A few weeks ago, I reviewed the new book from Synopsys about FPGA-based prototyping (Click Here to see that review). In response, Cadence has issued a whitepaper titled ASIC prototyping simplified that talks about their views on the use of FPGAs for verification (Click Here to see the whitepaper).
Now one of the first rules of selling has to be “Sell what you’ve got,” and that is certainly the case with both of these vendors. It makes for an interesting comparison. Cadence does not have an off-the-shelf prototyping solution, while Synopsys does. Cadence has some tools that enable prototype boards to be designed and help with design partitioning, Synopsys has a set of tools that are optimized for FPGA compilation, partitioning, and debug. In my opinion, neither of them is the complete set.
For a direct comparison, we can look at this Cadence whitepaper and Chapter 5 of the Synopsys book. We should also throw in Appendix B of the Synopsys book (Economics of Making Prototype Boards), which provides their cost comparison between build your own and the use of a standard prototyping system.
Cadence postulates that ready-made FPGA prototyping systems are not ideal because of costs, limitations, and performance. They are bold enough to make the statement “Off-the-shelf boards provide an expensive, partial solution that doesn’t enable you to prototype your design and test it fully.” We shall see how well they back up their claims. Synopsys on the other hand says “We tried to avoid making any value judgments between these two approaches because in any given situation one or the other may be most appropriate.” While I will also try and avoid value judgments, I think the Synopsys statement rings true.
Apple 1 Prototype from the C/PMuseum
The Cadence solution is based around their Allegro FPGA System Planner tool suite. The first thing I notice is that many of the statements in the Cadence paper appear to be a lot more loosely defined than for Synopsys and that Cadence appears to have many tools missing, such as software to put on-chip debug logic in place, instead relying on the capabilities provided by the FPGA manufacturers.
The Cadence paper reads like a step by step tutorial on the use of the board layout tool, and never actually backs up any of their claims, which is a shame. The one assertion that they make in the conclusion is that their tool is better than trying to create your own prototype board using a regular PCB design package. Many off-the-shelf prototyping systems are not as rigid as this paper would have you believe and often have many modules that can easily be plugged in to increase certain types of capabilities. The Synopsys software, which supports both their own HAPS platform and other board providers, would appear to have more built in support for techniques such as pin multiplexing and the use of high-speed I/O between the FPGAs.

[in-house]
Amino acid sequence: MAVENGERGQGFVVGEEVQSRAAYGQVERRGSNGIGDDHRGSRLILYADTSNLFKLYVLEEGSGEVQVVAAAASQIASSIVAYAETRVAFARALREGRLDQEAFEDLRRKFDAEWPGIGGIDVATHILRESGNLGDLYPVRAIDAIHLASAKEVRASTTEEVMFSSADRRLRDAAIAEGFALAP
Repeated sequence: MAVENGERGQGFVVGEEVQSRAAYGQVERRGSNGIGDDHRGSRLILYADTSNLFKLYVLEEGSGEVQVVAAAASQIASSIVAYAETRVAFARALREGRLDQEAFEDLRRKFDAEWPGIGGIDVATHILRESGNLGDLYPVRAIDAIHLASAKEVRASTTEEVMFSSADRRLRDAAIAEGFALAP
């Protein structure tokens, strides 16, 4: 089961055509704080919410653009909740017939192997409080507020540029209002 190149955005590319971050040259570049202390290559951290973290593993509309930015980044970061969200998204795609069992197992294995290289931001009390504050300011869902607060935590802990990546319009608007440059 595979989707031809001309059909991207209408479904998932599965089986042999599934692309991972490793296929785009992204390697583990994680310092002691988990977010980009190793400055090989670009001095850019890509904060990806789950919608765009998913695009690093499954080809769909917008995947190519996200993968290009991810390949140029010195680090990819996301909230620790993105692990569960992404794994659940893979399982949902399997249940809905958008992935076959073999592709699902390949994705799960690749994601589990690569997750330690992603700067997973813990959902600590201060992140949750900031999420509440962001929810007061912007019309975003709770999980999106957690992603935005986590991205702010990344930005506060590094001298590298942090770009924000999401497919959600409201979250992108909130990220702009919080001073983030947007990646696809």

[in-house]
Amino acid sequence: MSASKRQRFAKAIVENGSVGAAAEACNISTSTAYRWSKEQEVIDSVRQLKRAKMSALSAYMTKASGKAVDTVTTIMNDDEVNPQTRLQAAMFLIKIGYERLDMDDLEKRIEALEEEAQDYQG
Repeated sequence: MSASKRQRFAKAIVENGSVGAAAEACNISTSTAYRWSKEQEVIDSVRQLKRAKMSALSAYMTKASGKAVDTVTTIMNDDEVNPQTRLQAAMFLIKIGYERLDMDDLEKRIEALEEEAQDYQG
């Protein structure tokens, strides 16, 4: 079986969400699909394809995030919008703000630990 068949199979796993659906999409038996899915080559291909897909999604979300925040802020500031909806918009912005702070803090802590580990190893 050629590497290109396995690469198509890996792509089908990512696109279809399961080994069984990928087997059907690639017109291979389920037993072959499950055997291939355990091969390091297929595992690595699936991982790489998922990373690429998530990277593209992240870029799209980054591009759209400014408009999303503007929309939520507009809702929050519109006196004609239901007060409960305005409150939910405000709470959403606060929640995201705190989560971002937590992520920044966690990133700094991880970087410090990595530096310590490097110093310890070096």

Appendix B of the Synopsys book looks at both the direct and indirect costs associated with a prototyping decision. On the direct costs side they include personnel, equipment and expertise, materials and components, yield and wastage, support and documentation. For indirect costs they list time, risk and opportunity. I think it is clear that for most companies, each of these will be different. Some companies may have no high-speed board expertise, while others may want large quantities of the prototype. The biggest difference between these two approaches is going to be costs of development on the one hand versus cost of finished materials on the other.
Synopsys estimates that for a typical 4-FPGA board, the layout costs are $40,000 for the necessary engineer, and total engineering costs are somewhere in the neighborhood of $60,000. They come up with a project duration as being a minimum of 15 weeks. Cadence claims that they can halve that cost. Then there are the material costs. It seems logical to me that you will always pay more for the finished product being purchased from someone than you could do it for yourself. They have to make a profit. There may be other factors at play if you already manufacture other board based products. If that is the case you may be able to get components cheaper than, in this case Synopsys, but in other cases it may be the other way around.
For the indirect costs, this is basically a matter of whether the prototype was properly planned, or you need it right now because something is going wrong. If you planned well in advance, and have taken those costs into account, you are likely to have the boards ready when you need them. You are assuming the risk associated with the design, but then there are also risks that the board supplier may not be able to deliver exactly when you want them.
When you plug the amended figures into the Synopsys spreadsheet, you may come up with a different result based on using the Cadence tool suite. I would still imaging that it will vary between different companies, products and usage scenarios. At the end of the day, prototyping is going to become so important that all of the vendors will need to have complete solutions that include both ready-made and custom board solutions. That puts both Synopsys and Cadence ahead of Mentor which has yet to realize the importance of this space.
Brian Bailey – keeping you covered